“At the beginning you have set-up costs. You also have to decide on the format of the payslips, how to distribute them, who owns payslips and who bears the cost. Then it’s about finding the right partner. Afterwards it’s just the click of a button,” says Stachowiak.
Capital costs vary and tend to be tailor-made, but the good news is that the returns are tailor-made too, according to Darling. In addition, some products are unlikely to require any capital expenditure at all, providing savings from day one. “Careful section of your e-payslips supplier should enable you to realise a very short return on investment on capital spend and an immediate, significant reduction in operating costs,” he explains.
...savings made through e-payslips can range from 75–90%, so there is a strong business case...
A digital future
So what can we expect payslips to look like in the future, and will the move towards e-payslips continue?
“There is no turning back from the digitisation of our lives so they will only increase in popularity,” says Stachowiak. “Because of the cost savings there are very few downsides and as payslips are a legal obligation there is no way round it.”
He believes that in the future employees will accumulate payslips from various employers which will be delivered to a single digital wallet. Each payslip will be held in separate folders, but the individual will carry only one wallet with them throughout their working life.
“Data retention is another important point for the future,” adds Stachowiak. “Employers still have a legal obligation to keep data for a certain length of time, which will remain whether they use paper or electronic payslips. They need to be able to manage the system, which in itself is a burden.”
And just because payslips have evolved already, it doesn’t mean they won’t continue to do so in the future. Hughes believes that payslips will follow in the direction of online banking, with pay data no longer being produced in a flat pdf format but updated in real time and held on a portal. They could also become more data driven and provide search functionality to allow individuals to look for payslips which include certain transactions, such as expense claims.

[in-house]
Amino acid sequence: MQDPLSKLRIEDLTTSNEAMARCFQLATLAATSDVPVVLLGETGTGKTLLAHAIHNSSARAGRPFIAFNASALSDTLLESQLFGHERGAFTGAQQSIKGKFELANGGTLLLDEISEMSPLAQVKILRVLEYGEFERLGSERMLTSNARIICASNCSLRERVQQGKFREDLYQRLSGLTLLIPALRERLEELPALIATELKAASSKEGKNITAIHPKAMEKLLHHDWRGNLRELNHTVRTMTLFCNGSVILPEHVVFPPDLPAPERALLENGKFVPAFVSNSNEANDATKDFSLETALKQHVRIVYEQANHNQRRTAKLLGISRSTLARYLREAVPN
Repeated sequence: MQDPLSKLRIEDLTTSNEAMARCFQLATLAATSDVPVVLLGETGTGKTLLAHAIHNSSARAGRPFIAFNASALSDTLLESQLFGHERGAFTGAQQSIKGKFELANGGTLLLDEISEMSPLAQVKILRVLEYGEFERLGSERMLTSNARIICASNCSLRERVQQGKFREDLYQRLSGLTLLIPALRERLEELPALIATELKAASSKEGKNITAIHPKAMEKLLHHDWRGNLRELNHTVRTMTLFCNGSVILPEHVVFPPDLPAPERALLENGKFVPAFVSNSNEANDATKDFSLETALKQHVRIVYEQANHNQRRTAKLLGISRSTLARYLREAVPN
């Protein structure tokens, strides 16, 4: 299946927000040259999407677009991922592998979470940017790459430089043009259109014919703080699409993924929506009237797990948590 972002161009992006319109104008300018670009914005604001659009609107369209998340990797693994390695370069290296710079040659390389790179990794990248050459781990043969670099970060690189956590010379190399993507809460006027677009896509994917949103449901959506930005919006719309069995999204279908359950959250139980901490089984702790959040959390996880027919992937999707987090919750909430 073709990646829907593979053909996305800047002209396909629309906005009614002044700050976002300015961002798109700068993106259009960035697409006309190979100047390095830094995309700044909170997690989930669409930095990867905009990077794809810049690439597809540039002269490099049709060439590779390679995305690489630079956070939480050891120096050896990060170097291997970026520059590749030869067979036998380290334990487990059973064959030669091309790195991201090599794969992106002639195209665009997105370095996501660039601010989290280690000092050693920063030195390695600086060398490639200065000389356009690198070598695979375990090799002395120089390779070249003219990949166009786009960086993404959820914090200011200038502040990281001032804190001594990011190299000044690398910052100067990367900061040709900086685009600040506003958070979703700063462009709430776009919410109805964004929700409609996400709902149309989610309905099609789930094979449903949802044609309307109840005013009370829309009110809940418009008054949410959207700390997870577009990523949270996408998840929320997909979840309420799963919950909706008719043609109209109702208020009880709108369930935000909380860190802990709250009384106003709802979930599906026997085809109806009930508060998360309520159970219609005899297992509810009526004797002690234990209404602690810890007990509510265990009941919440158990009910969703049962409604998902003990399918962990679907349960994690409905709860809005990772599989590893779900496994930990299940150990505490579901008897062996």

People will generally have more choice around how they want to receive their payslips in a digital format, she says. “Payslips haven’t done this yet but they are going this way,” Hughes adds. “Everything is moving online and I think they’ll be a shift towards presenting payslip information as real data.”
According to Darling, the obvious benefits to the employer will mean that most organisations will be motivated to implement a new solution. “We have found that enterprise clients with historical systems are looking to upgrade to a solution capable of reaching every staff member. Recipients love the process too,” he explains. “Most paydays we just want to know the money has been paid, but to have an app that allows instant access to older documents and the ability to print and email is a real advantage when we are applying for a new bank account or mortgage.”
Darling describes having your P60 certificates and P11D returns in the same place as the “icing on the cake”. “The future is mobile, and the future of e-payslips is the mobile app,” Darling concludes.
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*content correct at time of publishing